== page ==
2017 World Championships
T-9 Penny Oleksiak (CAN) 52.59 25.42 27.17
2021 Olympic Games

O’Callaghan’s closing ability was on full display once again on Friday in the final of the women’s 200 free, as she came home faster than winner Ariarne Titmus to place second in a personal best time of 1:54.94.

Titmus swam the third-fastest time in history in 1:53.31, closing in 28.79, while O’Callaghan’s final 50 split was 28.54. This resulted in O’Callaghan placing second by over nine-tenths of a second after turning sixth at the 100m wall and fourth at the final turn.

Less than an hour later, O’Callaghan was back in the water taking on another Olympic champion, Kaylee McKeown, as she split 29.14/29.98 to place second to McKeown (58.49) in the 100 back (59.12).

Next month in Budapest it’s no secret that O’Callaghan will be a force to be reckoned with. And if we’ve learned anything from the way she swims her races, no one lead is safe.

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jeff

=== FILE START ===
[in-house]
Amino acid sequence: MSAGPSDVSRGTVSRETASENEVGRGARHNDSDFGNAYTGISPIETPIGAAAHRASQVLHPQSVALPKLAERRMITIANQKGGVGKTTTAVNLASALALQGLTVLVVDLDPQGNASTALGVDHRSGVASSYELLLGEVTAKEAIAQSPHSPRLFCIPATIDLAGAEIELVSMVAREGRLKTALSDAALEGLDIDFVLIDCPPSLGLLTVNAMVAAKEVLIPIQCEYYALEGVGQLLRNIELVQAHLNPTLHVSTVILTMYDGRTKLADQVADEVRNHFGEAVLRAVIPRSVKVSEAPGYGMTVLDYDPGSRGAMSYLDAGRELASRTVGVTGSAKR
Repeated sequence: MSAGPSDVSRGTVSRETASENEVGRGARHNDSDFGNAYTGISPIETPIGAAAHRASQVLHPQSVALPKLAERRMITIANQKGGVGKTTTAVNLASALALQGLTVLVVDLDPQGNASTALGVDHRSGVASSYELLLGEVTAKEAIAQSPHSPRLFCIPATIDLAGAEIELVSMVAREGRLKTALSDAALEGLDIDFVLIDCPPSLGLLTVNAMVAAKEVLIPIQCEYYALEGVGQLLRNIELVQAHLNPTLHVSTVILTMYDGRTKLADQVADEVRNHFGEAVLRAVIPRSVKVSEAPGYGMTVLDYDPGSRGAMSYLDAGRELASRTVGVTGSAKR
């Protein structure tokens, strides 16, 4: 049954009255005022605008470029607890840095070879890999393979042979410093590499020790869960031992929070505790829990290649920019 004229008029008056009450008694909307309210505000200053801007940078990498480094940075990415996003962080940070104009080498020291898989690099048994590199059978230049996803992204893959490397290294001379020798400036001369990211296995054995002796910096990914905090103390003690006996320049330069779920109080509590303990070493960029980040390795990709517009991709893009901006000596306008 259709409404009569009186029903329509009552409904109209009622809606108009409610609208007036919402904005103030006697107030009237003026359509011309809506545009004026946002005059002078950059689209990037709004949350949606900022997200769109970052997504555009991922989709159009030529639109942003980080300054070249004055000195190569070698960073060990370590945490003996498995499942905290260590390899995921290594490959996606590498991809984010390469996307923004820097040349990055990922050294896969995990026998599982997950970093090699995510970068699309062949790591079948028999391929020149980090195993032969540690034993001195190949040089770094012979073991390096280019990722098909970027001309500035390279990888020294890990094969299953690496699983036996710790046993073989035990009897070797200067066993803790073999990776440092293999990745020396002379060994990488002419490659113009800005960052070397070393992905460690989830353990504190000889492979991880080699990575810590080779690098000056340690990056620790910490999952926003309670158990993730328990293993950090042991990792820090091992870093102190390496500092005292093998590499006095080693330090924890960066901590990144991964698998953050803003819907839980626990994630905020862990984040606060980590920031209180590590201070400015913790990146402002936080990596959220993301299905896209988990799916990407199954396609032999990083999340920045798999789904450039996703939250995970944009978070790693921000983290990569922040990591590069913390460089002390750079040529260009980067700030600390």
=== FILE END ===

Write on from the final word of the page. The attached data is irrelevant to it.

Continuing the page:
1 month ago

does this include relay splits? Since I assume the back half would be relatively unaffected by relay starts

Swimswamswum
Reply to  jeff
1 month ago

Relay splits don’t count as there are other aspects that influence the back half.

Konner Scott
1 month ago

26.57×2=53.14

WhatIDo
1 month ago

26.57 is insane for a female!

asdf
Reply to  WhatIDo
1 month ago

its just insane

DCSwim
1 month ago

If she brought it back any faster she would’ve been splitting the water molecules

yoo
1 month ago

So you’re telling me no one has ever tried going out in a 30 and coming home in a 25 or a 26 flat?